Articles on Misinformation

Displaying all articles

Exxon funded climate scientists while the bulk of its public-facing advertorials argued the science and cause of climate change was uncertain. AP Photo/Mark Humphrey

I was an Exxon-funded climate scientist

A new study confirms what many already know: Exxon for years sowed uncertainty and doubt about climate change in the public. Should scientists reject certain funding sources?
The message might not come through if you put all your communication eggs in one theoretical basket. buydeephoto/Shutterstock.com

Facts versus feelings isn’t the way to think about communicating science

Reports of facts' death have been greatly exaggerated. Effective communication jettisons the false dilemma in favor of a more holistic view of how people take in new information on contentious topics.
A shot of fake news now and your defenses are raised in the future? funnyangel/Shutterstock.com.

Inoculation theory: Using misinformation to fight misinformation

Does science have an answer to science denial? Just as being vaccinated protects you from a later full-blown infection, a bit of misinformation explained could help ward off other cases down the road.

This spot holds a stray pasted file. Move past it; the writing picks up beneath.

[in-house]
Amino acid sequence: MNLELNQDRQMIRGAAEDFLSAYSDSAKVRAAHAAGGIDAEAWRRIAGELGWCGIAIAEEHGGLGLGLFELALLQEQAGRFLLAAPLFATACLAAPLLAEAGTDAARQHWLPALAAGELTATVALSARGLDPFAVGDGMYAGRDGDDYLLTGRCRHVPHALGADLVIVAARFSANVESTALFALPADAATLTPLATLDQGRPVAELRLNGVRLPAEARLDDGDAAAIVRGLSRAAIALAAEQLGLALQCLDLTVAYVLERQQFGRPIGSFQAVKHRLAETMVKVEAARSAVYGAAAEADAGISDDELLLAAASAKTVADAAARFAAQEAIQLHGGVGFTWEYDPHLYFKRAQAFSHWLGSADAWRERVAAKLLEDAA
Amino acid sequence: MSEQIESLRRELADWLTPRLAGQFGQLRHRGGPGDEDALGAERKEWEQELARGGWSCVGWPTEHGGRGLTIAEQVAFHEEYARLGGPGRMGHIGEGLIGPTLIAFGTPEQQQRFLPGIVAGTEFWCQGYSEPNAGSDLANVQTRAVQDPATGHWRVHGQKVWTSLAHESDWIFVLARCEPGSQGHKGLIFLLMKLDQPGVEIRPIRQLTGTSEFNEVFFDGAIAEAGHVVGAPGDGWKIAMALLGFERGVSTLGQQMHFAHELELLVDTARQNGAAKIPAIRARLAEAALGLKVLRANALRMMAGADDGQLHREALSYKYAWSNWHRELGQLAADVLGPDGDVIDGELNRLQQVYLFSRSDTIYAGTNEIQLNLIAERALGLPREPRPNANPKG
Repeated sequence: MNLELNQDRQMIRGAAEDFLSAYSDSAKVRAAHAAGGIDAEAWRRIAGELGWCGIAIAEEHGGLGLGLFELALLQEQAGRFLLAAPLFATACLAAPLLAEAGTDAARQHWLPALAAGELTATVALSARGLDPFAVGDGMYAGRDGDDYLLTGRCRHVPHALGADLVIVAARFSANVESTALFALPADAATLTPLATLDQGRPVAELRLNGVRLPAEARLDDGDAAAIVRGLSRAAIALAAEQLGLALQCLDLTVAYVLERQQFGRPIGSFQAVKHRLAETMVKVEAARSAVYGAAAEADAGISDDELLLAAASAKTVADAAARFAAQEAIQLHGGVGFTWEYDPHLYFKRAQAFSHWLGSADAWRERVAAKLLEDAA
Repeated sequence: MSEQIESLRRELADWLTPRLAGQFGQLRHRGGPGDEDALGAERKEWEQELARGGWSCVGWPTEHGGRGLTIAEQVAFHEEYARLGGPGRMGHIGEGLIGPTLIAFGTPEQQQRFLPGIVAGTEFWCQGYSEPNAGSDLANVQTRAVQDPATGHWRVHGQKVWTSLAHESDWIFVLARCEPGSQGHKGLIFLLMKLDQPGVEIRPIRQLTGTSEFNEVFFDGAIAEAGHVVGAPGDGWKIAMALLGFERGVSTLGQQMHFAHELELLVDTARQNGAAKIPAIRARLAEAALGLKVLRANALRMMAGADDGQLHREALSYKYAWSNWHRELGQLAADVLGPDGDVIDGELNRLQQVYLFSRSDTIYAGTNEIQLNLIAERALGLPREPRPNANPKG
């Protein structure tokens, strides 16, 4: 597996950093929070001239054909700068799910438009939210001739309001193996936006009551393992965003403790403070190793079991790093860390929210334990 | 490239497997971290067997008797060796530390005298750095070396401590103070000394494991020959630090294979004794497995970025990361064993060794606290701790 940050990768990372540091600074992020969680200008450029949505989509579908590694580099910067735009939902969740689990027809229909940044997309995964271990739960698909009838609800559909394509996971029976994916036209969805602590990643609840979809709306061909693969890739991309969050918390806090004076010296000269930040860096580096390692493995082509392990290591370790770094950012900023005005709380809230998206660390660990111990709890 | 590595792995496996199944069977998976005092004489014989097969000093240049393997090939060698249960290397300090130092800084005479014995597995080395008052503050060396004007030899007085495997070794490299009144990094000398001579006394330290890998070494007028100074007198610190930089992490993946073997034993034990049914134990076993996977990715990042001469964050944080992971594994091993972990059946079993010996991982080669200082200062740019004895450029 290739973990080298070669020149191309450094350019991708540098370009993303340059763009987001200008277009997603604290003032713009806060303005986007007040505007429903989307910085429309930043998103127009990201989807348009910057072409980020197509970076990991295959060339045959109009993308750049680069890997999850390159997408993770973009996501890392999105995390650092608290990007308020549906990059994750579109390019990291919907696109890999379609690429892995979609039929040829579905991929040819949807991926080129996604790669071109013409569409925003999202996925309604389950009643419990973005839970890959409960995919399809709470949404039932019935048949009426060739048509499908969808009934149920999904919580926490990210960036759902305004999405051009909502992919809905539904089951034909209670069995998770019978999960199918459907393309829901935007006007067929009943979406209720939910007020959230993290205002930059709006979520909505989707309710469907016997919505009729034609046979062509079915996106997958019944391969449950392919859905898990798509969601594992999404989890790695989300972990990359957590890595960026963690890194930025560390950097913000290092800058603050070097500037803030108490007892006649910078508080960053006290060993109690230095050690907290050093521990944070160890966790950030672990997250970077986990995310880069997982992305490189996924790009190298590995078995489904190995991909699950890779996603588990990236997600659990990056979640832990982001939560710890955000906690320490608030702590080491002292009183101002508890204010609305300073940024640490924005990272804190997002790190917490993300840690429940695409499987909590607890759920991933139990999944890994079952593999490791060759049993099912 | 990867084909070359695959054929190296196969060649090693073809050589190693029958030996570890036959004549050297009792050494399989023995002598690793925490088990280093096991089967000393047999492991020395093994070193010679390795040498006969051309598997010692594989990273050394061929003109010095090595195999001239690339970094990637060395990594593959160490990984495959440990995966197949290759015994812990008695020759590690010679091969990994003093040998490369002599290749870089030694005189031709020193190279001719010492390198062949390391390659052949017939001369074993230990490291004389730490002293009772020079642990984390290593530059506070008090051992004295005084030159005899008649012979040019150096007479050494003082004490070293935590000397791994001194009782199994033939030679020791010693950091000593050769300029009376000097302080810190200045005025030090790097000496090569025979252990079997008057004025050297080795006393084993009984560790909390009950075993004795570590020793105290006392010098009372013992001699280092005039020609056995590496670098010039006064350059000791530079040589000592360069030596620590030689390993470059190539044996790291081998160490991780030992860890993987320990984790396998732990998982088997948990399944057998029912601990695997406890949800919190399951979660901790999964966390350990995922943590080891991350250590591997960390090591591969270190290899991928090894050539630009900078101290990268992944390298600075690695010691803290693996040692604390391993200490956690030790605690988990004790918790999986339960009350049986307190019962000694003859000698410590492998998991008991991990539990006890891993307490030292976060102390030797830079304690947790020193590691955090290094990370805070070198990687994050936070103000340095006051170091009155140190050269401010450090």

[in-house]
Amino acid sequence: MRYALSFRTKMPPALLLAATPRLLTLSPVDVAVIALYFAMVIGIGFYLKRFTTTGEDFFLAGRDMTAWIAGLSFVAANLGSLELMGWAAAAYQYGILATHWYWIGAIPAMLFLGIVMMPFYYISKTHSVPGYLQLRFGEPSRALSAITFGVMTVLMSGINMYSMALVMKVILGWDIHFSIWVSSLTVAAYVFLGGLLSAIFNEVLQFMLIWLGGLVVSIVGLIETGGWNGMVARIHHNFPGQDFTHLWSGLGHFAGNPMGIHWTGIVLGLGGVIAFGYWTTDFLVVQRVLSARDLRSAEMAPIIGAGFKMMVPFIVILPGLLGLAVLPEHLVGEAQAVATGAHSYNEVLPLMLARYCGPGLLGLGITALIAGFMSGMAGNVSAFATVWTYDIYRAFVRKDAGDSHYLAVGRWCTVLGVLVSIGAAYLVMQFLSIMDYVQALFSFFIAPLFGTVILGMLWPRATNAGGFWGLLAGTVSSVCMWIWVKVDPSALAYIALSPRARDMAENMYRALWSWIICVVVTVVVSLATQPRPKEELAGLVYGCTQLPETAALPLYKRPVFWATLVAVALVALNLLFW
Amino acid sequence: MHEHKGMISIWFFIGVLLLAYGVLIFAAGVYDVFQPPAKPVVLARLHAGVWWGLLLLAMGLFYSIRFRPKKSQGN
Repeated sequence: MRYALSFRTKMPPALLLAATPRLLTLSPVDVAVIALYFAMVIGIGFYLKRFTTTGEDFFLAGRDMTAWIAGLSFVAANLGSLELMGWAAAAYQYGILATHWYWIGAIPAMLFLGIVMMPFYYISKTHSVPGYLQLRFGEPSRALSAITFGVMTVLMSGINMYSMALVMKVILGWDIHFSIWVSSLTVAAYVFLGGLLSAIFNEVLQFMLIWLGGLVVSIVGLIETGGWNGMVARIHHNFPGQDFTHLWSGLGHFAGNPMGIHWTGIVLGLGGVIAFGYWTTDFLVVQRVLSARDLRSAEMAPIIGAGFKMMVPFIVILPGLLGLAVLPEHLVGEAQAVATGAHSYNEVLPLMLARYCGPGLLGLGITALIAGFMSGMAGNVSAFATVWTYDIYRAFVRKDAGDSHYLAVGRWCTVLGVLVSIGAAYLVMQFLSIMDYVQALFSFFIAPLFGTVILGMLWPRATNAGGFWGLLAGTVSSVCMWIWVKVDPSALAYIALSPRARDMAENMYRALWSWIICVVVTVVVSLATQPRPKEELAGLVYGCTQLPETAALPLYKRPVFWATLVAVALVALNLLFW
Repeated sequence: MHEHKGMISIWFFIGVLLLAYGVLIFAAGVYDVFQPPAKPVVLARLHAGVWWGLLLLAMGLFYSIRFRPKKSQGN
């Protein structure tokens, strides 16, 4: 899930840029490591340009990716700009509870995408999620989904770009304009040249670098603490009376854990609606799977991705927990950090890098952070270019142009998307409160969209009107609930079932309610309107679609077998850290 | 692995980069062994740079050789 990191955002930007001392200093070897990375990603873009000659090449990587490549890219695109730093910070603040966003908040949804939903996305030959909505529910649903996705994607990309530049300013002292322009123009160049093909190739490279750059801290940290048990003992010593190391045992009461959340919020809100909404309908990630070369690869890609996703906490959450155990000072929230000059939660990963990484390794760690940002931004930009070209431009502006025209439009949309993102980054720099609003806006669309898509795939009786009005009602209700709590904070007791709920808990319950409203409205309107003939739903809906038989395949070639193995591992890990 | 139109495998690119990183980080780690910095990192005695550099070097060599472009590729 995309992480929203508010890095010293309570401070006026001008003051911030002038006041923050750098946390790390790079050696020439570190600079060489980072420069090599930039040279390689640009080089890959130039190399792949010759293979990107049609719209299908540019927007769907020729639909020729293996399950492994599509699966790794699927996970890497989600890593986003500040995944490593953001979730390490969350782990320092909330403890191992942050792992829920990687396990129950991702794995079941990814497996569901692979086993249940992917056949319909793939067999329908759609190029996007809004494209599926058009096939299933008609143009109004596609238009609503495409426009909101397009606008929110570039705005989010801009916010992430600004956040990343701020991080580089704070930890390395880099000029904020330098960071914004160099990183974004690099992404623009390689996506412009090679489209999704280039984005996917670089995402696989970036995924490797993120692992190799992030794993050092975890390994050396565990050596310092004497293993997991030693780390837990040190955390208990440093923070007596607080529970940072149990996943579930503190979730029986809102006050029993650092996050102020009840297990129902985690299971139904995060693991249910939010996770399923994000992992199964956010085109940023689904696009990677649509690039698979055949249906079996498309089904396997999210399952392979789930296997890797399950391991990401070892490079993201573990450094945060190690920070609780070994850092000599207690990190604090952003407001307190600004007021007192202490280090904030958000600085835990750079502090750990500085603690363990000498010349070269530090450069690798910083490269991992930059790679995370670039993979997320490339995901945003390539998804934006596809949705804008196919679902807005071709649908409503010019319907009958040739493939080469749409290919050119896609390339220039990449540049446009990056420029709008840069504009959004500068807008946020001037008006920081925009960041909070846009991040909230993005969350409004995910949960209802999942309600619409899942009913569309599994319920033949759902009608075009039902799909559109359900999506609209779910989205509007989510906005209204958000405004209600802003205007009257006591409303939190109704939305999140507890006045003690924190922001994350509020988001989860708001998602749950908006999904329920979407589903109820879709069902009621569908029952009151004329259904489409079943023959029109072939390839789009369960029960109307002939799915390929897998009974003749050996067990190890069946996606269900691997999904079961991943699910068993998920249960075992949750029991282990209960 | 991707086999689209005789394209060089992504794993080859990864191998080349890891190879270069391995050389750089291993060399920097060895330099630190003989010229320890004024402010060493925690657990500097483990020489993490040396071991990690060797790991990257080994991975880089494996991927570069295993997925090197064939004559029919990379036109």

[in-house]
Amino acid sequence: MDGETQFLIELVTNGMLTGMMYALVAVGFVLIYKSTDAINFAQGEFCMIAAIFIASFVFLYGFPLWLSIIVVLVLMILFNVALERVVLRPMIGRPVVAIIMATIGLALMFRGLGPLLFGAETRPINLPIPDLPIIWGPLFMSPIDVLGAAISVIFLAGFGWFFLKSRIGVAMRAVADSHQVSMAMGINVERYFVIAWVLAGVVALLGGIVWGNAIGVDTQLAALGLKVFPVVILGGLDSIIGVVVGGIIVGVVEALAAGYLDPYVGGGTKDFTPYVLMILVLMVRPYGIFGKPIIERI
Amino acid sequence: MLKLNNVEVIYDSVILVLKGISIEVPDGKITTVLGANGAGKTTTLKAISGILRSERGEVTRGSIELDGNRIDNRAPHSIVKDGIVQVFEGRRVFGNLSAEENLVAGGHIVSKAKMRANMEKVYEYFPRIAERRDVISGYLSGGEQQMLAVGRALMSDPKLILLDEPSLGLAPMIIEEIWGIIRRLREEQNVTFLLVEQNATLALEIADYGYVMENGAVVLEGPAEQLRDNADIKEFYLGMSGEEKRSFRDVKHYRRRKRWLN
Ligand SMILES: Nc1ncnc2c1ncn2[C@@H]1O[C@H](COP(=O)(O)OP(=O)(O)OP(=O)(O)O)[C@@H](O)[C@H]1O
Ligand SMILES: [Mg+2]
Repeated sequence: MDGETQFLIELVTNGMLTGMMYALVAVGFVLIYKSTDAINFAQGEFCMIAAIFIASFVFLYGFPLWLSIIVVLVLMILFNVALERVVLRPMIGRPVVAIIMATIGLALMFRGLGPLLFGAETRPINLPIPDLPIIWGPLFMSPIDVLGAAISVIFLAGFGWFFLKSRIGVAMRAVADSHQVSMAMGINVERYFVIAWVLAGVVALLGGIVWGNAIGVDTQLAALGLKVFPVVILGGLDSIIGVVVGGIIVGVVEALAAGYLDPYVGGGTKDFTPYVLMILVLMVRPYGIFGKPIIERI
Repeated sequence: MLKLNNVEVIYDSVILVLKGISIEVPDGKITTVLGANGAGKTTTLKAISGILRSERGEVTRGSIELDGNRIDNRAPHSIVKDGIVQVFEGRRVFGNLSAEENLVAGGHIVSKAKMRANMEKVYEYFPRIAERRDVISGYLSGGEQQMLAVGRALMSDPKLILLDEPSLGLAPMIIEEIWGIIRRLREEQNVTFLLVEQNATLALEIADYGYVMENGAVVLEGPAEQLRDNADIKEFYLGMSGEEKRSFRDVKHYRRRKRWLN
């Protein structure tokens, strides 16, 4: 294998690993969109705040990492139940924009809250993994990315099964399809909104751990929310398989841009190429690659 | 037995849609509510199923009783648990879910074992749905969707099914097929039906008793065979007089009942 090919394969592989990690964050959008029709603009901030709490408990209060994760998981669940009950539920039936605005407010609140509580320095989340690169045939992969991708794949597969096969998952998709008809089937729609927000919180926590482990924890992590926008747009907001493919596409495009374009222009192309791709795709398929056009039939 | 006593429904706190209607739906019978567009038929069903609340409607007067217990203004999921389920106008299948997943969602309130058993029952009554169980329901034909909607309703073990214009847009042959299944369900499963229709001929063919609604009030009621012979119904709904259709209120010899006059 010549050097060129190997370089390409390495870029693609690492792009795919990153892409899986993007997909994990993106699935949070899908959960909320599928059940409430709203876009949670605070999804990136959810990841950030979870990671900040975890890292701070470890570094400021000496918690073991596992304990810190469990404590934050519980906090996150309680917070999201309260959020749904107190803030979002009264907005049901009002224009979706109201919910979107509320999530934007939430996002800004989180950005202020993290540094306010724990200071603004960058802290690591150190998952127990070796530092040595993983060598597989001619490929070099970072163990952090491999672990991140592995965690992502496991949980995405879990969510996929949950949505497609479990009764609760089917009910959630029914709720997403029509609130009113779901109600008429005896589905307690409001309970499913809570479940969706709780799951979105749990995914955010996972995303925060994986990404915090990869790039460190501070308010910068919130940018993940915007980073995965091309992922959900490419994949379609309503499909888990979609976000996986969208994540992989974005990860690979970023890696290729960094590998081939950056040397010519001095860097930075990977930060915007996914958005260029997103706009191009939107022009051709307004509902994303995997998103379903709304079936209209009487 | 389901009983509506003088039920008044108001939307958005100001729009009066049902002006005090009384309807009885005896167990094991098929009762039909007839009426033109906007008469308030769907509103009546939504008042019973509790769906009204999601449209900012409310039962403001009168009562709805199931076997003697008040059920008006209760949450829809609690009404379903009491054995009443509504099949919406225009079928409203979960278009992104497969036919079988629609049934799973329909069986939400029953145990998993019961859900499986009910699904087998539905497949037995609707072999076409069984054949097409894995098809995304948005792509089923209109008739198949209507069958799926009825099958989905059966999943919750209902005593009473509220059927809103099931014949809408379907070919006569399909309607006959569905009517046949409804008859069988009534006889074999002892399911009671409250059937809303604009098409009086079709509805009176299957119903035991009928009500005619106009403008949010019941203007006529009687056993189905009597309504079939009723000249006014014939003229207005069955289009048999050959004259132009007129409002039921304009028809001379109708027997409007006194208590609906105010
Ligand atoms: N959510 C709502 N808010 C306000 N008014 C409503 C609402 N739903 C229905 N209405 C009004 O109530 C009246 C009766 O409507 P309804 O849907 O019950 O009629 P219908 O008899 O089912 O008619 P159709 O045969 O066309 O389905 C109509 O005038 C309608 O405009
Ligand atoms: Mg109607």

J. Robert Oppenheimer, often called the ‘father of the atomic bomb’ who chaired the ancestor of today’s Department of Energy, had his security clearance revoked during the ‘Red Scare’ of the 1950s. AP Photo

Trump questionnaire recalls dark history of ideology-driven science

A historian of science and technology says Trump team's request for names of Department of Energy employees working on climate change recalls worst excesses of ideology-driven science in government.
How can we make sense of information in today’s connected world? Mobile phone image via www.shutterstock.com

How can we learn to reject fake news in the digital world?

Researchers have found that today's students, despite being 'digital natives,' have a hard time distinguishing what is real and what is fake online. Metaliteracy might provide the answers.
Sharing election hashtags: Dots are Twitter accounts; lines show retweeting; larger dots are retweeted more. Red dots are likely bots; blue ones are likely humans. Clayton Davis

Misinformation on social media: Can technology save us?

If people can be conned into jeopardizing our children's lives, as they do when they opt out of immunizations, could they also be conned out of democracy?

Top contributors

More